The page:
Book Review: The City of Brass

Book Review: The City of Brass

Rating: ★★★☆☆ (3/5)
* I received an ARC of this book from the publisher through NetGalley. This in no way affected my opinion of the book.

The City of Brass refers to the ancient city of Daevabad, a magical city that is split between six djinn tribes. Nahri, a young con woman, accidentally learns of this world after summoning a daeva warrior. And suddenly her skill to magically heal and deduce other’s medical issues makes almost sense. But now she’s on the run with a daeva warrior with a past that’s as cloudy as hers. The point of view switches between Nahri and a young djinn prince named Ali, who resides in Daevabad, and is training to serve his brother and future king.

I think I’ve found a series where I’m genuinely in the middle of how I feel about it. The City of Brass is very action-packed, literally filled to the brim with storytelling and history which was quite interesting to read. I have not yet found myself to love the central trio (Nahri, Dara and Ali) however they all seem to lose their initial spark when we first encounter them in the novel. I think maybe the sequel is where I’ll consolidate how I feel for them. I often say romance can make or break a story and with how jam-packed this novel was, the romance was sort of disappointing. I believe there wasn’t enough of a build-up to understand what they felt was there or just a spur of the moment.

The world building was the best part of the novel. Even though there’s so much of it and the plot doesn’t really shine as much as the world it’s set in does. It’s just so intricate and intensely detailed that it’s a shame it overpowers the actual plot. The cultural detail from the people to their clothes and customs. I imagined it all so well the sprawling city of Daevabad.

This book is very full on and more foundational than what felt like an actual moving plot. Most of this book is us being introduced to the vast world and its people, and I can see most readers being put off by this. I genuinely believe the final quarter of the book was the best. But judging from Goodreads, it looks like everyone was thrown off its exhaustive beginning and ends up DNF’ing the book before they experience the final excitement.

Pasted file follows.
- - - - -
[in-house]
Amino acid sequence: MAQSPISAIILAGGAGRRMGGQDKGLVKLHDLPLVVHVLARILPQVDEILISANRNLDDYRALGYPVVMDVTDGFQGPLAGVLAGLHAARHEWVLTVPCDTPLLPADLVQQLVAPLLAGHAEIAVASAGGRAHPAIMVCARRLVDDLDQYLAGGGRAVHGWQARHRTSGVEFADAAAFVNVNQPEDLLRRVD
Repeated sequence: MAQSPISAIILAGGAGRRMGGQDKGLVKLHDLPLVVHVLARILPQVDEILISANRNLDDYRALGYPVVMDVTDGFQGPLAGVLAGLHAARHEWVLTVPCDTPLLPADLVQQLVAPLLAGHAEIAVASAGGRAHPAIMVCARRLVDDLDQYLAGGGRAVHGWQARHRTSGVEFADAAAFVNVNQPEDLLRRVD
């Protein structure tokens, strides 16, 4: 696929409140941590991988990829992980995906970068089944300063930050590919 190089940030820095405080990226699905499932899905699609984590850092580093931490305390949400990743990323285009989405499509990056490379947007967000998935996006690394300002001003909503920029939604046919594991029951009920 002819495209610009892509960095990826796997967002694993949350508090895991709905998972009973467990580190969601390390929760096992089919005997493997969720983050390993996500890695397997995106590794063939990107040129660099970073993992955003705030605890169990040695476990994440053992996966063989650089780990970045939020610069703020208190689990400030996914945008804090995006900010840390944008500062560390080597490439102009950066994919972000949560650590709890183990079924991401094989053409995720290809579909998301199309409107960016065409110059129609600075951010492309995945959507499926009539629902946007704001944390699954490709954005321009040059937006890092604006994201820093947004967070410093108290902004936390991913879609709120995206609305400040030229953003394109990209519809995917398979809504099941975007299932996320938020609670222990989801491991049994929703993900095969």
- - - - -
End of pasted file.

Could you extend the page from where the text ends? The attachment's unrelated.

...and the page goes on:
Overall, The City of Brass will be a huge hit or miss for loads of people. I don’t expect anyone to hold on the way I did. I read this during a large reading block (note to self: don’t read a 500-page book during a reading block) it took a while to churn through, but it was, in the end, gratifying with a conclusion that definitely hooks you onto the next book. I have a habit of enjoying the sequels more than the original text, so I do still have high hopes for the rest of series despite being let down a little here. But I definitely recommend this story of a young healer, a djinn with a dark past, and a prince who wants to do his city justice.


GOODREADS | THE BOOK DEPOSITORY | AUTHOR SITE
Trigger/Content Warnings: graphic violence, human trafficking, slavery, war, bigotry, torture and rape.

 

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Book Review: Song of Blood and Stone

Book Review: Song of Blood and Stone

 Rating: ★★★☆☆ (3/5)

* I received an ARC of this book from the publisher through NetGalley.  This in no way affected my opinion of the book.

Song of Blood & Stone is a historical fantasy that follows Jasminda, a mixed-race girl, who finds herself in the middle of a war after saving a stranger with her magic, known as Earthsong. The land it’s set in is separated into two areas: one belonging to the Lagamiri (those with magic) and Elsira (those without). Jasminda is an outcast, despite belonging to both worlds, but her dark skin in Elsira leaves her to lead a life in isolation. 

This was a fascinating read I have to say. I wasn’t expecting much, but I left more satisfied than I had expected. The story parallels to many moments in history, but more closely to our times today, and how refugees are treated and negative media bias. We see how Jasminda is affected and how Jack, the white male lead, learns to use his privilege to do better than his peers and ancestors. It also discusses abuse, erasure and systematic oppression.  

I have to say it did take some time getting into the story and understanding the general plot. The romance was overwhelming and felt a bit forced, more like we were told to like them as a couple rather than growing to love them together, which may be because of the rushed ending. There wasn’t as much world building incorporated as you would expect from a fantasy book, I hope this to be built upon in the next books since I felt a bit puzzled in the first half of the book.